# The Krein-Milman theorem #

This file proves the Krein-Milman lemma and the Krein-Milman theorem.

## The lemma #

The lemma states that a nonempty compact set `s`

has an extreme point. The proof goes:

- Using Zorn's lemma, find a minimal nonempty closed
`t`

that is an extreme subset of`s`

. We will show that`t`

is a singleton, thus corresponding to an extreme point. - By contradiction,
`t`

contains two distinct points`x`

and`y`

. - With the (geometric) Hahn-Banach theorem, find a hyperplane that separates
`x`

and`y`

. - Look at the extreme (actually exposed) subset of
`t`

obtained by going the furthest away from the separating hyperplane in the direction of`x`

. It is nonempty, closed and an extreme subset of`s`

. - It is a strict subset of
`t`

(`y`

isn't in it), so`t`

isn't minimal. Absurd.

## The theorem #

The theorem states that a compact convex set `s`

is the closure of the convex hull of its extreme
points. It is an almost immediate strengthening of the lemma. The proof goes:

- By contradiction,
`s \ closure (convexHull ℝ (extremePoints ℝ s))`

is nonempty, say with`x`

. - With the (geometric) Hahn-Banach theorem, find a hyperplane that separates
`x`

from`closure (convexHull ℝ (extremePoints ℝ s))`

. - Look at the extreme (actually exposed) subset of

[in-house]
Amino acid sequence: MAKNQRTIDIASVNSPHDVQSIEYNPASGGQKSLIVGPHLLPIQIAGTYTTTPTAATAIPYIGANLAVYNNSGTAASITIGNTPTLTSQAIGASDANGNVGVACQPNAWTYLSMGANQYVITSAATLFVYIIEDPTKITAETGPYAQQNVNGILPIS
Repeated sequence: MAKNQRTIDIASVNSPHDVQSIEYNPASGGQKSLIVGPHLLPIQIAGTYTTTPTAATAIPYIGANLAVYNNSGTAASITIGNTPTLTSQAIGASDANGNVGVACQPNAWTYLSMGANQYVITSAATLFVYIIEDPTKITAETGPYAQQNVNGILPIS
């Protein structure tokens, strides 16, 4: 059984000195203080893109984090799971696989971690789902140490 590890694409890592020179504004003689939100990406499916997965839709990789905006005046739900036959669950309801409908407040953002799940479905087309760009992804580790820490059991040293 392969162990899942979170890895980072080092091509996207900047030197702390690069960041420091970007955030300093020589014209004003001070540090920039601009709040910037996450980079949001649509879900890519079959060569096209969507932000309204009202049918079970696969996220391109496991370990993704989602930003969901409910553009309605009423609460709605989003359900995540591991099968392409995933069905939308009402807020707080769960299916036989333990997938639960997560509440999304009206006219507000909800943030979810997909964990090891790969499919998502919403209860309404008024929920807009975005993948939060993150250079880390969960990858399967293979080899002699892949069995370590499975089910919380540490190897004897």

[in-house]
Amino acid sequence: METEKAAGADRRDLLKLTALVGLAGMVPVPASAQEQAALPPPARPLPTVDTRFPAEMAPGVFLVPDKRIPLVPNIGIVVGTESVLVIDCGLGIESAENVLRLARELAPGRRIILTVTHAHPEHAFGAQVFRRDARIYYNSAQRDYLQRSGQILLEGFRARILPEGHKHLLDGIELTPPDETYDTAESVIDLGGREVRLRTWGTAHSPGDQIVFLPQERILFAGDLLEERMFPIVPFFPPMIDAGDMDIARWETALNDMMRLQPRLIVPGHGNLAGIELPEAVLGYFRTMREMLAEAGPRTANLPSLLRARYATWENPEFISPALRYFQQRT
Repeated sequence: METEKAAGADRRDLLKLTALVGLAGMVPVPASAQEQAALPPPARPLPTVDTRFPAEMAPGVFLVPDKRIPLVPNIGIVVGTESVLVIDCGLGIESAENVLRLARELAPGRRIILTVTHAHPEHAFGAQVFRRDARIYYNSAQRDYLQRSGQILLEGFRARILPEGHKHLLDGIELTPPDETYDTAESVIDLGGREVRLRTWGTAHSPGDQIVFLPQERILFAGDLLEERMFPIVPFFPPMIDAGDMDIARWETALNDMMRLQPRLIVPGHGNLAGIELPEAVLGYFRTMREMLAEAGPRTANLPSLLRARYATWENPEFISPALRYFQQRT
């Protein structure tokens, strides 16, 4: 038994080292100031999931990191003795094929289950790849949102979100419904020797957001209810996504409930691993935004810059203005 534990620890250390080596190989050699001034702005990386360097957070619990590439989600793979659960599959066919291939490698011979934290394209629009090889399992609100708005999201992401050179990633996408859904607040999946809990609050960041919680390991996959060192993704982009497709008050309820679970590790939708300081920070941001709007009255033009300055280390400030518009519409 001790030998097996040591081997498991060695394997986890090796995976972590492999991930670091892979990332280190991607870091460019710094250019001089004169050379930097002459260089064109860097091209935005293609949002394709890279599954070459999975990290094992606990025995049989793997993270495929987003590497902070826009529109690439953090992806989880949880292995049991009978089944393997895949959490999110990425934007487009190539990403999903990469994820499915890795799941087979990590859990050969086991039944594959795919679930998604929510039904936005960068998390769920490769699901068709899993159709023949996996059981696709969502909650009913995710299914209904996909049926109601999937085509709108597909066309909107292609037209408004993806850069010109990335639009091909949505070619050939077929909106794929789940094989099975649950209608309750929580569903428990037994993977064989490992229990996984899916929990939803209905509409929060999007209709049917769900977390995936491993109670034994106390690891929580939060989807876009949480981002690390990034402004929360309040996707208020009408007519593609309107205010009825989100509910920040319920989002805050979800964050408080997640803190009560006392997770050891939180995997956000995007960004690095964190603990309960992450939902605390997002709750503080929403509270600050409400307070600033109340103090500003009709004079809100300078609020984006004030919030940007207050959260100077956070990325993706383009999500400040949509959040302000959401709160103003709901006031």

`s \ closure (convexHull ℝ (extremePoints ℝ s))`

obtained by going the furthest away from the separating hyperplane. It is nonempty by assumption of nonemptiness and compactness, so by the lemma it has an extreme point. - This point is also an extreme point of
`s`

. Absurd.

## Related theorems #

When the space is finite dimensional, the `closure`

can be dropped to strengthen the result of the
Krein-Milman theorem. This leads to the Minkowski-Carathéodory theorem (currently not in mathlib).
Birkhoff's theorem is the Minkowski-Carathéodory theorem applied to the set of bistochastic
matrices, permutation matrices being the extreme points.

## References #

See chapter 8 of [Barry Simon, *Convexity*][simon2011]

**Krein-Milman lemma**: In a LCTVS, any nonempty compact set has an extreme point.

**Krein-Milman theorem**: In a LCTVS, any compact convex set is the closure of the convex hull
of its extreme points.

A continuous affine map is surjective from the extreme points of a compact set to the extreme points of the image of that set. This inclusion is in general strict.